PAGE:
One look at a building’s roof is often enough to determine if it functions at a residential or commercial capacity. A majority of houses have pitched roofs with shingles, tile, asphalt, slate, metal, or stone – materials that enhance their curb appeal. In contrast, most commercial buildings have simple, flat roofs.
One would think that commercial buildings will gravitate towards structural designs that make them stand out. But even though peaked and textured roofs add to their aesthetics, the practical benefits of flat roofs far outweigh them.
Flat roofs are cheaper because they cover a smaller surface area and they have a less complicated construction method. Cost estimates by SFGate, the sister-site of the San Francisco Chronicle, aligns with this logic. Using Improve Net’s online calculator, it was found that a flat roof for a 900-square-foot property can cost about $6,000 to $7,600. A pitched roof for the same property, on the other hand, can cost around $7,800 to $9,800.
Flat roof costs depend on several factors, though, such as materials used, roof expanse, the weather (an extended construction period due to frequent rains will cost more, for instance), and the complexity of installation. A commercial roofing company like SPC Construction and Roofing can help you decide on a construction plan that will further limit roofing costs.
Apart from the cost benefits, businesses can benefit even more from a flat roof because it gives them extra floor space. Businesses can build a storage shed or use the rooftop to house air conditioning units, exterior ventilation components, and water tanks. Mixed use and corporate buildings can also use it to build outdoor amenities, like a roof deck or greenhouse.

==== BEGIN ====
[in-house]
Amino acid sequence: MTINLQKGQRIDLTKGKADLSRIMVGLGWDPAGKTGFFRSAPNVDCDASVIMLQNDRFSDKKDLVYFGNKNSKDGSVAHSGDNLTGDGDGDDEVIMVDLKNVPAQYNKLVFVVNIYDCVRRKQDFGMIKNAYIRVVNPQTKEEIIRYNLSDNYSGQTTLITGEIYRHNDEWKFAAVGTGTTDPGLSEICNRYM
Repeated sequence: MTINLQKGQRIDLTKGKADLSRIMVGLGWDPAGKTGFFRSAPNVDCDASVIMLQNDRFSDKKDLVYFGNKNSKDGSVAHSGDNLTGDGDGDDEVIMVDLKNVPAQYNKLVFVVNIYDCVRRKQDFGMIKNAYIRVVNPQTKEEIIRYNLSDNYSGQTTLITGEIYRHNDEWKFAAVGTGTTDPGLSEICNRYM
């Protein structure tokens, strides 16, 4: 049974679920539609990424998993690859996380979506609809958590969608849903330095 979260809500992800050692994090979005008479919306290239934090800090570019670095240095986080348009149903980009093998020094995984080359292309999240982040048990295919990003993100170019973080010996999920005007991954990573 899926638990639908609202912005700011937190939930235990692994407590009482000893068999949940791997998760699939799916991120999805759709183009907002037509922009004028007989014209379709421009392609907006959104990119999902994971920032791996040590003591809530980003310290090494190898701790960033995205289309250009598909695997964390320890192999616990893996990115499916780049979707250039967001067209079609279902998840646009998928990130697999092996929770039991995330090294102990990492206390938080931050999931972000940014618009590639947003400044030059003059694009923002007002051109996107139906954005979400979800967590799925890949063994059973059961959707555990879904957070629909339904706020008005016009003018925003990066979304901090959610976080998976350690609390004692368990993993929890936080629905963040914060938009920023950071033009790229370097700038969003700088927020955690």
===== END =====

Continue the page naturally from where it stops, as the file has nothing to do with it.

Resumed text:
In urban areas, high-rise flat roofs double as helipads. Forward-thinking corporations, like IKEA, even use flat roofs for solar panel systems.
A flat roof is also a logical choice for commercial property owners who intend to build additional floors when demand calls for them. Of course, the building’s foundations also would have to be strong and stable for this to work.
Finally, a flat roof is more practical than a peaked roof because of its accessibility. Its flat orientation makes it is easier and safer for maintenance crews to inspect leaks and repair damaged sections. This is an added benefit because commercial-use buildings need to address roof problems as soon as possible. A peaked roof would only make things harder and slow down the maintenance staff.
The public’s growing awareness of the environment’s needs inspires many businesses to adopt green practices. If you are such a business, a flat roof will help you align with your environmental goals.
Flat roofs promote energy efficiency better than peaked roofs due to their insulation system. Flat roofs have thermoplastic membranes made up of layers of rigid insulation that lie evenly over an entire roof system. As a result, the R-value or heat resistance is uniform over the entire roof.
Peaked roofs, in contrast, have a cavity insulation system. Their R-values are uneven, making them less efficient at reflecting and containing heat.
For all their positive attributes, flat roofs are not perfect. They also pose a major challenge: roof drainage. A flawed roof drainage system can cause gutter damage, leaks, and pooling. Thankfully, these issues are preventable.
SPC Construction & Roofing offers roof leak detection, care, and maintenance services for commercial buildings. We work on all kinds of roofs, including flat roofs. Contact us to make the most of your flat roof system.